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One of the most misunderstood “non-rules” in the Texas Disciplinary Rules of Professional Conduct (TDRPC) is the so-called ban on selling a legal practice. There simply is no such ban. There are no rules that prohibit lawyers from selling all or part of their practices.

That being said, there are TDRPC Rules that impact the sale of a law practice, and lawyers need to be familiar with them. For purposes of selecting applicable Rules, “sale of a law practice” refers to the conveyance of client matters from the lawyer who has an attorney-client relationship with the client (“selling lawyer”) to an acquiring lawyer. The relevant TDRPC Rules include the following:

Rule 1.01 Competent and Diligent Representation

The acquiring lawyer needs to have the competence to render legal services and represent the clients in the particular matters previously handled by the selling lawyer. This presents a challenge when the acquiring lawyer may not know enough about the matters in the files to determine competence to represent particular clients. See Rule 1.05 below, “Confidentiality of Information.”

Rule 1.02 Scope and Objectives of Representation

If the acquiring lawyer intends to change the scope, objectives, or general methods of representation from those agreed upon with the selling lawyer, the acquiring lawyer should seek to clarify with the client within a reasonable time and enter into a new representation agreement.

Rule 1.03 Communication

The selling lawyer should provide notice to affected clients. The notice should include the following information:

  1. the selling lawyer’s intent to sell all of the lawyer’s practice or an entire subject area of the lawyer’s practice;
  2. the client’s right to retain other counsel or take possession of the client’s file;
  3. the identity of the acquiring lawyer and the location where that lawyer intends to practice;
  4. the location of the client’s file and when it will be available for retrieval, that a written receipt will be required, and that the selling lawyer is entitled to make and retain copies of the file at the selling lawyer’s expense;
  5. the selling lawyer’s intent to handle funds on deposit in the selling lawyer’s IOLTA or other client trust account and any other client property by transferring them either to the acquiring lawyer, who will be responsible for such funds and property, or to the client, if the acquiring lawyer’s representation is not accepted by the client;
  6. whether the acquiring lawyer intends to represent the client on the same basis as that between the selling lawyer and the client or the acquiring lawyer intends to alter the terms of the engagement in the future; and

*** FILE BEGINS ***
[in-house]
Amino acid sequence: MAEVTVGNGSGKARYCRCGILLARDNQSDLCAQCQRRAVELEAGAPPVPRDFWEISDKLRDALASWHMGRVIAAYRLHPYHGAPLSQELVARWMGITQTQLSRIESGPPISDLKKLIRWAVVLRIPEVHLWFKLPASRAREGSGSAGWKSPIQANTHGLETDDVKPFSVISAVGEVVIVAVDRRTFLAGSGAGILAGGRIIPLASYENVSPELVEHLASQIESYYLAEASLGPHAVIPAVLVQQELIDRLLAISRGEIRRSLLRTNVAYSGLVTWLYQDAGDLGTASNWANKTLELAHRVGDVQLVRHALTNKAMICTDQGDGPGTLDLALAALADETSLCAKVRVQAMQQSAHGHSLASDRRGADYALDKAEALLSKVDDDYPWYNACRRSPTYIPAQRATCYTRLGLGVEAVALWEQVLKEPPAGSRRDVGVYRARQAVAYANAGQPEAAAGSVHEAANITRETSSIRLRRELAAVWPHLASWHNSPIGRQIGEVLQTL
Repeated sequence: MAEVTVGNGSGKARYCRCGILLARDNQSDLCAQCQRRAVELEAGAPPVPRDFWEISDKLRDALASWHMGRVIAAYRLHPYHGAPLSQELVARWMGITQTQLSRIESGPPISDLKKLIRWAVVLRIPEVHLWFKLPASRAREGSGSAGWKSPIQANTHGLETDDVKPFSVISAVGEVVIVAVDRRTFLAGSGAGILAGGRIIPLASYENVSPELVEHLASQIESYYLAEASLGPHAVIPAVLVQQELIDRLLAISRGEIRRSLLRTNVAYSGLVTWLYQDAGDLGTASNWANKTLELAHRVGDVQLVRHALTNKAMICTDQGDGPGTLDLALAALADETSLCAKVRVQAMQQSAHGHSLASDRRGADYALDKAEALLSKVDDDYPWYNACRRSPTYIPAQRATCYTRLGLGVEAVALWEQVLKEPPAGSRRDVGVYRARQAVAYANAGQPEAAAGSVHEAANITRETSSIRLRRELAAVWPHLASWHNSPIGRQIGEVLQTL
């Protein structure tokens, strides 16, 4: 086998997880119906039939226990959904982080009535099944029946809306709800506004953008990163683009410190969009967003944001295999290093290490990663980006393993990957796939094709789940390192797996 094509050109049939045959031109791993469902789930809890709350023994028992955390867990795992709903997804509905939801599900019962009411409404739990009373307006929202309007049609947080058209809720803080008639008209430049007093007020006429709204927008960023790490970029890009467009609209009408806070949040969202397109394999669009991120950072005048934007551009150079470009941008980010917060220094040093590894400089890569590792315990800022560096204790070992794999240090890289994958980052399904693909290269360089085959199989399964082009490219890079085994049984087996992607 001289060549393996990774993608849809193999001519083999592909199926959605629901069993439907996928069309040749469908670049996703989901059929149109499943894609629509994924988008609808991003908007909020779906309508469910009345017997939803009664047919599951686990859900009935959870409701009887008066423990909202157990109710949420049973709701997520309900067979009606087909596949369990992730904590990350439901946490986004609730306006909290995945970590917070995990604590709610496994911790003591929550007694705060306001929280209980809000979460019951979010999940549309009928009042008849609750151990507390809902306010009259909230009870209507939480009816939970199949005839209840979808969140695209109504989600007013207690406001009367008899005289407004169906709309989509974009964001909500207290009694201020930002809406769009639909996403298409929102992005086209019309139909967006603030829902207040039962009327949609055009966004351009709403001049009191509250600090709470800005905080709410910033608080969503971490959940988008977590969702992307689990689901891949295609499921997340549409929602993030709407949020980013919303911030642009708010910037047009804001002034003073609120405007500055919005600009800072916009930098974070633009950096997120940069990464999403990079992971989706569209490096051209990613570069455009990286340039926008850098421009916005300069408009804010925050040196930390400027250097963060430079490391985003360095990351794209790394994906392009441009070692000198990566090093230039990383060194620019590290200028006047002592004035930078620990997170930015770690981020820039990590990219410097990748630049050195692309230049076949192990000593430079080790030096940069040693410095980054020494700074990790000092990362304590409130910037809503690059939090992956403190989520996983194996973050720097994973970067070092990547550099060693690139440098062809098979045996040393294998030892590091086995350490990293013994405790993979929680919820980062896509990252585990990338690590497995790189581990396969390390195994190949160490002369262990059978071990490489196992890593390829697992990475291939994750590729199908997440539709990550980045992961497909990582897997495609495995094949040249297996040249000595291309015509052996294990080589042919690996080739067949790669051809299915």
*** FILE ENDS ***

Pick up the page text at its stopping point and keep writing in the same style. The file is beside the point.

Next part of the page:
7. the selling lawyer’s and acquiring lawyer’s intent to presume the client’s consent to the transfer of the client’s file if the client does not take any action or does not otherwise object within 45 days of the receipt of the notice.

In addition, the acquiring lawyer should consider that the client may have communication expectations based on the selling lawyer and attempt to adjust those expectations as needed.

Rule 1.04 Fees

The acquiring lawyer should establish the basis or rate of fees with the new clients, preferably in writing, before or within a reasonable time after taking over the representation.

In addition, the selling lawyer is not permitted to sell individual client matters. The sale price for an individual client matter is effectively a referral fee earned for simply turning the matter over to another lawyer while retaining no responsibility for the matter. Whether a selling lawyer is engaged in a “sham sale” in violation of Rule 1.04 depends on the specific facts and circumstances of the transaction. See Rule 5.06 below, “Restrictions on Right to Practice.”

Rule 1.05 Confidentiality of Information

Before disclosure of information relating to a specific representation of an identifiable client, the selling lawyer should secure consent from the client and an agreement to maintain client confidences from the acquiring lawyer.

Rule 1.09 Conflict of Interest: Former Client

An acquiring lawyer who ultimately decides not to purchase all or a part of the selling lawyer’s practice must consider conflicts of interest. Specifically, the information learned during review of the selling lawyer’s client matters may prohibit future representation and require withdrawal from current representation if adverse to clients in the matters being sold.

Rule 1.14 Safekeeping Property

The acquiring lawyer should verify with the clients, and with other interested parties, the nature of any property the lawyer will be safekeeping and the means of doing so.

Rule 1.15 Declining or Termination of Representation

The selling lawyer should provide notice to affected clients regarding the termination of their representation. See Rule 1.03 above, “Communication.”

Rule 5.06 Restrictions on Right to Practice

The selling lawyer and the acquiring layer may enter a negotiated non-compete agreement pursuant to the sale of all or part of a law practice. In fact, the sale may be conditioned on the selling lawyer ceasing to engage in the private practice of law or some particular subject area of practice for a specified period within the geographic area in which the practice has been conducted (or within some other geographic area agreed to by the selling and acquiring lawyers). This type of agreement is not within the scope of Rule 5.06 and may provide evidence that the transaction is not a “sham sale” under Rule 1.04.

 

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The information provided and the opinions expressed in this monograph are solely those of the author. Neither the State Bar of Texas nor the author are rendering legal, accounting or professional advice and assume no liability in connection with the suggestions, opinions, or products mentioned.
Published September 20, 2017